Before pinpointing the cause behind a low WBC measure, remember that a single data point can't give you a comprehensive answer. Ideally, you should be able to compare recent blood results with past ones to identify a pattern or a deviation from your “normal.”

WBC count is frequently tested as part of a complete blood count (CBC) panel, a routine test you might've had at your doctor's office or if you’ve ever been hospitalized. So track down past blood work and use it as a comparison point for your new results.

If your "normal" is lower than the defined normal range

The normal zones outlined above are based on the population as a whole. While well-defined, they don't necessarily cover 100% of the possible values for healthy, normal white blood cells. There is a percentage of the population that has a lower “resting state” level of WBC.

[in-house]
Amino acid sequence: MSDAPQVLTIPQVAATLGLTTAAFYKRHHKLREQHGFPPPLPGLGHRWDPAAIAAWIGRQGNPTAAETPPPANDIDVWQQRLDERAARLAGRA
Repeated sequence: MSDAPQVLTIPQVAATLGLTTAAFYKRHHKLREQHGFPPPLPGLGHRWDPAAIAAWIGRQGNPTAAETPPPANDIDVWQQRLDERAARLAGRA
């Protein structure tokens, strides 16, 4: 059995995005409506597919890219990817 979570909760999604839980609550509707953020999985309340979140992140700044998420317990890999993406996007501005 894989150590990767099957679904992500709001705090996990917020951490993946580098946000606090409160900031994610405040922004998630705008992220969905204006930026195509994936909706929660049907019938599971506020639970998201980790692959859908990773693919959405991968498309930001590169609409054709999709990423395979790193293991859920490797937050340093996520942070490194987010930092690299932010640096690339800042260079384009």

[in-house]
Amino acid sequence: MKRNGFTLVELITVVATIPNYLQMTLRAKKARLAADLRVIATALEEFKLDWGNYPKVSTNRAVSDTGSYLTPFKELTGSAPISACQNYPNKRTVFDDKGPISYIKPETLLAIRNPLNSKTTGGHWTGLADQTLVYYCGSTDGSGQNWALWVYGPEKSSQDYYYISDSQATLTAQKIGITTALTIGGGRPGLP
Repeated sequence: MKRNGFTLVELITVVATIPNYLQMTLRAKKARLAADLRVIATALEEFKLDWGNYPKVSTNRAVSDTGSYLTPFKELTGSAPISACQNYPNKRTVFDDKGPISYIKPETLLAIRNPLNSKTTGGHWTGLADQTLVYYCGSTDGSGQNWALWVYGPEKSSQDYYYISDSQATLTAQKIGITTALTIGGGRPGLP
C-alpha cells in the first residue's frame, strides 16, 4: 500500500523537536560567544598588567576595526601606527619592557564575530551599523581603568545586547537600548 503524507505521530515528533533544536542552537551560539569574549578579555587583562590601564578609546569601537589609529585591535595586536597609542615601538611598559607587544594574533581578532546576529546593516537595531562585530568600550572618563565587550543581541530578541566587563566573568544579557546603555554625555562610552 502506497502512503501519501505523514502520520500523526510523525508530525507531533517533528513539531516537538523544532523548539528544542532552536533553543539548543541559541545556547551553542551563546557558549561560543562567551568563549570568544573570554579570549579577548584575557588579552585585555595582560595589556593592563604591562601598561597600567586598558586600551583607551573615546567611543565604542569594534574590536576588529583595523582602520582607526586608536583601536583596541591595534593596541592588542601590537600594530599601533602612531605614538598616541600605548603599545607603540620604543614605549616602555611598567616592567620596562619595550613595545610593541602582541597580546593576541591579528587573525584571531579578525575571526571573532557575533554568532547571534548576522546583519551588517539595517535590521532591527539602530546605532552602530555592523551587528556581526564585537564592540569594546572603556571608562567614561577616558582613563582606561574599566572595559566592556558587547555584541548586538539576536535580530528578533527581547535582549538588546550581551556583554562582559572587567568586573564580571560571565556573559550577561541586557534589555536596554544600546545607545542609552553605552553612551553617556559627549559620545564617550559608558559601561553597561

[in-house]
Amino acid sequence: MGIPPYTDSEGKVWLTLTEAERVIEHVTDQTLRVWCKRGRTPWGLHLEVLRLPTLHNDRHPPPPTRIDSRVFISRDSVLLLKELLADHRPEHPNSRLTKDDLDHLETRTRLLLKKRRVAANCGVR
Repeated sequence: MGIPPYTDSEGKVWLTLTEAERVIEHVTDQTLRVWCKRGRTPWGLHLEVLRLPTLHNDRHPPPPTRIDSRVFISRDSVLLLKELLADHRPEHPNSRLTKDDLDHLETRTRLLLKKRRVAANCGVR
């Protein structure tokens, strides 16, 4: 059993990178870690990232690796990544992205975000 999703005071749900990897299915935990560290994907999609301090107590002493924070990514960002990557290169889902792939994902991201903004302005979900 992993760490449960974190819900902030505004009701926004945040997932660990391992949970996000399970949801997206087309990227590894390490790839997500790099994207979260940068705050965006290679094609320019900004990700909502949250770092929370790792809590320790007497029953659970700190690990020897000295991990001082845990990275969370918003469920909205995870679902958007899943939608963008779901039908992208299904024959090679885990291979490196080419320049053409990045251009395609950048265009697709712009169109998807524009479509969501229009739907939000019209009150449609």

This is likely due to genetic variations and doesn't necessarily predispose you to an increased risk of infection. People of African, Middle Eastern, and particular regions of European descent may have been genetically predisposed to lower “resting” levels. [2, 3]

If you have a history of WBC levels just below the 4.0 thousand/μL normal cutoff and haven’t experienced a high incidence of illness throughout your life, you likely just have a lower “resting state.” Discuss your findings with your physician to rule out the need for any additional testing.

» Want to understand blood test results? Check out our guide on complete blood counts

Your WBC levels were once normal, but have been consistently low as of late